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fatum

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Optimizations?
« on: November 14, 2011, 08:38:13 am »
I'm curious about any steps I could take to to increase the efficiency and speed of my game.

Currently I have a vector for each set of objects I'd like to draw on the screen.  For example, coins, enemies, blocks, etc.  Here's an example for how I have things setup:
Code: [Select]

void WorldLevel::draw()
{
for (int bi = 0; bi < blocks.size(); bi++)
{
if (InCameraView(blocks[bi]))
{
App.Draw(blocks[bi]);
}
}
for (int ei = 0; ei < enemies.size(); ei++)
{
if (InCameraView(enemies[ei]))
{
enemies[ei].draw();
}
}
}

void WorldLevel::update()
{
for (int bi = 0; bi < blocks.size(); bi++)
{
if (InCameraView(blocks[bi]))
{
player.TouchGround(blocks[bi]);
for (int ei = 0; ei < enemies.size(); ei++)
{
enemies[ei].update();
enemies[ei].TouchGround(blocks[bi]);
}
}
}
}


I think the biggest sacrifice is looping through the blocks vector, because it's usually pretty large.  I also understand that it's probably bad practice to use nested for loops, but I'm not exactly sure how else to achieve what I'm trying to do.

I was thinking about making a second vector that contains all of the blocks that are on screen (blocks_drawable), and loop through that vector anytime I need the objects to interact with the blocks.  However, I assume I would still need to loop through the blocks to determine the blocks on screen, so I'm not too sure if there would be a noticeable difference in performance.

What could I do to make things run better?  The game feels very smooth whenever the blocks vector isn't too large, but things start to slow down whenever the vector becomes larger.
Thanks for any help!

Laurent

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Optimizations?
« Reply #1 on: November 14, 2011, 08:42:14 am »
You could use a higher-level structure to sort your blocks, like a quad-tree (Google it!).

It will allow you to quickly find blocks of interest (for drawing or collision tests) without iterating on all of them.
Laurent Gomila - SFML developer

Groogy

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Optimizations?
« Reply #2 on: November 14, 2011, 08:55:45 am »
I wrote a little just about spatial partitioning here: http://www.sfml-dev.org/forum/viewtopic.php?p=35285#35285

(Where Quad-tree is an algorithm/data structure in)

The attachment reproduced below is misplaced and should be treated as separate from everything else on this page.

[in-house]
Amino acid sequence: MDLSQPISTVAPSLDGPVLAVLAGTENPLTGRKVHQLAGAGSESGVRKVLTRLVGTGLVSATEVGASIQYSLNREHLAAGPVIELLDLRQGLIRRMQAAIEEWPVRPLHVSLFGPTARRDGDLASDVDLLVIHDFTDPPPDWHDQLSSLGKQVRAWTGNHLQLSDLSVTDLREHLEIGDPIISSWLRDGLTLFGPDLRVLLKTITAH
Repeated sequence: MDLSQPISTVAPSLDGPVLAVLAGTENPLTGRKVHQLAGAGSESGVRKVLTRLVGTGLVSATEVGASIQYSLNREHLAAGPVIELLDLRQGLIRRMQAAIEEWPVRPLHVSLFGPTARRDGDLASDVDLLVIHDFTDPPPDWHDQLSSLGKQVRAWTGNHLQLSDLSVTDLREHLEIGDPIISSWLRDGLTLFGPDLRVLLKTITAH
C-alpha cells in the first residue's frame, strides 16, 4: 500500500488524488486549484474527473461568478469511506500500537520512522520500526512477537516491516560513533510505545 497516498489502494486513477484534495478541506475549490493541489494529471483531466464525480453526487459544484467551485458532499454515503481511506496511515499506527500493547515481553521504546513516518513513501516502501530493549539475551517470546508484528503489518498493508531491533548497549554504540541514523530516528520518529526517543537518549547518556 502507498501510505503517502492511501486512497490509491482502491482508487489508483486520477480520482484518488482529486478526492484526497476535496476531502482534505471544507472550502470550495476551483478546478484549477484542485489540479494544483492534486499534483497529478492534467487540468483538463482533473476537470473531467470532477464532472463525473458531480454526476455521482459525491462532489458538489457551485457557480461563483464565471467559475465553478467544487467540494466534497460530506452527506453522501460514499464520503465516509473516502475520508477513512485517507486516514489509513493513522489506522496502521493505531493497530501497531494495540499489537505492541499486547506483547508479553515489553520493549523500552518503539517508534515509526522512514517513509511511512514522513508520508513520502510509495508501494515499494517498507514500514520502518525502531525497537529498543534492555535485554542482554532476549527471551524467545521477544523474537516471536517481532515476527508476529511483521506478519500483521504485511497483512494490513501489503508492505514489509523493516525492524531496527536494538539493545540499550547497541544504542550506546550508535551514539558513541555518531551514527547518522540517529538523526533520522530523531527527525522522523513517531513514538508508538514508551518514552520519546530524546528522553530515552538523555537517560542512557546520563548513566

Also found where I've discussed grid's which is a simpler and maybe more beginner friendly than Quadtrees. http://www.sfml-dev.org/forum/viewtopic.php?p=32767#32767
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slotdev

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Optimizations?
« Reply #3 on: November 14, 2011, 02:40:25 pm »
I use a display list - simply, a list of things which I want displayed. Drawing my main game screen, which only has maybe 15 or 20 items at any one time, takes next to no time.
SFML 2.1

fatum

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Optimizations?
« Reply #4 on: November 15, 2011, 06:36:55 am »
Quote from: "Laurent"
You could use a higher-level structure to sort your blocks, like a quad-tree (Google it!).

It will allow you to quickly find blocks of interest (for drawing or collision tests) without iterating on all of them.


Quote from: "Groogy"
I wrote a little just about spatial partitioning here: http://www.sfml-dev.org/forum/viewtopic.php?p=35285#35285

(Where Quad-tree is an algorithm/data structure in)

Also found where I've discussed grid's which is a simpler and maybe more beginner friendly than Quadtrees. http://www.sfml-dev.org/forum/viewtopic.php?p=32767#32767


I've been searching for QuadTree techniques, trying to create my own implementation.  It certainly feels foreign not needing to loop through each individual object, so I'm sure that everything I've tried so far isn't an actual implementation.

Quote from: "slotdev"
I use a display list - simply, a list of things which I want displayed. Drawing my main game screen, which only has maybe 15 or 20 items at any one time, takes next to no time.


How do you decide what to include and exclude from the display list?

Tex Killer

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« Reply #5 on: November 16, 2011, 03:08:37 am »